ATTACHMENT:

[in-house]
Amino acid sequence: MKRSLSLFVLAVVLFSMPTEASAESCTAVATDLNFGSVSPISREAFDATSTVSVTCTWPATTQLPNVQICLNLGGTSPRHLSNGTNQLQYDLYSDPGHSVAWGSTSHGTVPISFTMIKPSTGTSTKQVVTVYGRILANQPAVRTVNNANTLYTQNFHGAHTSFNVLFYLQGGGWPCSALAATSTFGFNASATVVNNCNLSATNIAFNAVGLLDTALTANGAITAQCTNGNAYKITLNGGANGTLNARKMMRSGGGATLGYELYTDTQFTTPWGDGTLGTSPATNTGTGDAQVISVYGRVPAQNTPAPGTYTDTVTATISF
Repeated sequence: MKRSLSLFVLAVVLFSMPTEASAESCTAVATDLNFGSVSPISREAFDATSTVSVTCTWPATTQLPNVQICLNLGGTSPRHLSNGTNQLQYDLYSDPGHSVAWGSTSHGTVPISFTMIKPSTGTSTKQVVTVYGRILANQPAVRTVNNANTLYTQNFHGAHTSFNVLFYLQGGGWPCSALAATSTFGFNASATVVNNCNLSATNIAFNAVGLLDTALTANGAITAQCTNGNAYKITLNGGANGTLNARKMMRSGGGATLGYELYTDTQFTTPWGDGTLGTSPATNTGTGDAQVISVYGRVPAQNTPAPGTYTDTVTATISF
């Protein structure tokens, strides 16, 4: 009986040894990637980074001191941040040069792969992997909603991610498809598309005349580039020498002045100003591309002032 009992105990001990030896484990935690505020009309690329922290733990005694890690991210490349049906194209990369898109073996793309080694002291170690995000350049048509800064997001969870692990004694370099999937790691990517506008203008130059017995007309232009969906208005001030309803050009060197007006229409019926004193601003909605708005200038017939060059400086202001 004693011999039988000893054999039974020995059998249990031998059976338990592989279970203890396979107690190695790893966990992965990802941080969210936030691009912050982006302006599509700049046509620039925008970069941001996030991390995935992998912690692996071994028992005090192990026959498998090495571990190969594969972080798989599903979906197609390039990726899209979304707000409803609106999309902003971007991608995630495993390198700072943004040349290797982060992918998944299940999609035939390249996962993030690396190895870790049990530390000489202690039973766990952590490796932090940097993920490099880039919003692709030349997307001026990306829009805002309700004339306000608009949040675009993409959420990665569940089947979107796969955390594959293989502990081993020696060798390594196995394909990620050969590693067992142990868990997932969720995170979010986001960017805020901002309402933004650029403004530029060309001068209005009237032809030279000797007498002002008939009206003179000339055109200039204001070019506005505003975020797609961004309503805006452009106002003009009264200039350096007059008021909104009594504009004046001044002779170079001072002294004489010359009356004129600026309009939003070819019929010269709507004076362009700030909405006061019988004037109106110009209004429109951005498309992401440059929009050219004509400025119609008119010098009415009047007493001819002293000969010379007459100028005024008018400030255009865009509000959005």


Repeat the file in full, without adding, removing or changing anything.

[in-house]
Amino acid sequence: MKRSLSLFVLAVVLFSMPTEASAESCTAVATDLNFGSVSPISREAFDATSTVSVTCTWPATTQLPNVQICLNLGGTSPRHLSNGTNQLQYDLYSDPGHSVAWGSTSHGTVPISFTMIKPSTGTSTKQVVTVYGRILANQPAVRTVNNANTLYTQNFHGAHTSFNVLFYLQGGGWPCSALAATSTFGFNASATVVNNCNLSATNIAFNAVGLLDTALTANGAITAQCTNGNAYKITLNGGANGTLNARKMMRSGGGATLGYELYTDTQFTTPWGDGTLGTSPATNTGTGDAQVISVYGRVPAQNTPAPGTYTDTVTATISF
Repeated sequence: MKRSLSLFVLAVVLFSMPTEASAESCTAVATDLNFGSVSPISREAFDATSTVSVTCTWPATTQLPNVQICLNLGGTSPRHLSNGTNQLQYDLYSDPGHSVAWGSTSHGTVPISFTMIKPSTGTSTKQVVTVYGRILANQPAVRTVNNANTLYTQNFHGAHTSFNVLFYLQGGGWPCSALAATSTFGFNASATVVNNCNLSATNIAFNAVGLLDTALTANGAITAQCTNGNAYKITLNGGANGTLNARKMMRSGGGATLGYELYTDTQFTTPWGDGTLGTSPATNTGTGDAQVISVYGRVPAQNTPAPGTYTDTVTATISF
């Protein structure tokens, strides 16, 4: 009986040894990637980074001191941040040069792969992997909603991610498809598309005349580039020498002045100003591309002032 009992105990001990030896484990935690505020009309690329922290733990005694890690991210490349049906194209990369898109073996793309080694002291170690995000350049048509800064997001969870692990004694370099999937790691990517506008203008130059017995007309232009969906208005001030309803050009060197007006229409019926004193601003909605708005200038017939060059400086202001 004693011999039988000893054999039974020995059998249990031998059976338990592989279970203890396979107690190695790893966990992965990802941080969210936030691009912050982006302006599509700049046509620039925008970069941001996030991390995935992998912690692996071994028992005090192990026959498998090495571990190969594969972080798989599903979906197609390039990726899209979304707000409803609106999309902003971007991608995630495993390198700072943004040349290797982060992918998944299940999609035939390249996962993030690396190895870790049990530390000489202690039973766990952590490796932090940097993920490099880039919003692709030349997307001026990306829009805002309700004339306000608009949040675009993409959420990665569940089947979107796969955390594959293989502990081993020696060798390594196995394909990620050969590693067992142990868990997932969720995170979010986001960017805020901002309402933004650029403004530029060309001068209005009237032809030279000797007498002002008939009206003179000339055109200039204001070019506005505003975020797609961004309503805006452009106002003009009264200039350096007059008021909104009594504009004046001044002779170079001072002294004489010359009356004129600026309009939003070819019929010269709507004076362009700030909405006061019988004037109106110009209004429109951005498309992401440059929009050219004509400025119609008119010098009415009047007493001819002293000969010379007459100028005024008018400030255009865009509000959005």